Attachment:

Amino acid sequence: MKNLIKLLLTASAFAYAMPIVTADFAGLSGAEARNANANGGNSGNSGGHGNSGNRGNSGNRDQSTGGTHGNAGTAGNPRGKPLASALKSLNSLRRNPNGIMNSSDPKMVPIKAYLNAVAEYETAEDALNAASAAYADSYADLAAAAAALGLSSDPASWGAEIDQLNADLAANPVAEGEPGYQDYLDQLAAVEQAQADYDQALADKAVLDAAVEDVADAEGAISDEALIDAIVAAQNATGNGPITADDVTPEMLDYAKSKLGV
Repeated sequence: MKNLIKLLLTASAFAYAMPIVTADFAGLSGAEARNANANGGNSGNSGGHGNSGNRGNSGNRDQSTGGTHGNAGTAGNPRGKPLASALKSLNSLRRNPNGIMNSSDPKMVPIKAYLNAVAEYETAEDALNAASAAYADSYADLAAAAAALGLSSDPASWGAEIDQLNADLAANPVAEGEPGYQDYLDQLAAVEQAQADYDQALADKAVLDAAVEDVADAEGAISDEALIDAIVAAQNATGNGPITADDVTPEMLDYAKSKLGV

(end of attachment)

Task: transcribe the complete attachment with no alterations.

Amino acid sequence: MKNLIKLLLTASAFAYAMPIVTADFAGLSGAEARNANANGGNSGNSGGHGNSGNRGNSGNRDQSTGGTHGNAGTAGNPRGKPLASALKSLNSLRRNPNGIMNSSDPKMVPIKAYLNAVAEYETAEDALNAASAAYADSYADLAAAAAALGLSSDPASWGAEIDQLNADLAANPVAEGEPGYQDYLDQLAAVEQAQADYDQALADKAVLDAAVEDVADAEGAISDEALIDAIVAAQNATGNGPITADDVTPEMLDYAKSKLGV
Repeated sequence: MKNLIKLLLTASAFAYAMPIVTADFAGLSGAEARNANANGGNSGNSGGHGNSGNRGNSGNRDQSTGGTHGNAGTAGNPRGKPLASALKSLNSLRRNPNGIMNSSDPKMVPIKAYLNAVAEYETAEDALNAASAAYADSYADLAAAAAALGLSSDPASWGAEIDQLNADLAANPVAEGEPGYQDYLDQLAAVEQAQADYDQALADKAVLDAAVEDVADAEGAISDEALIDAIVAAQNATGNGPITADDVTPEMLDYAKSKLGV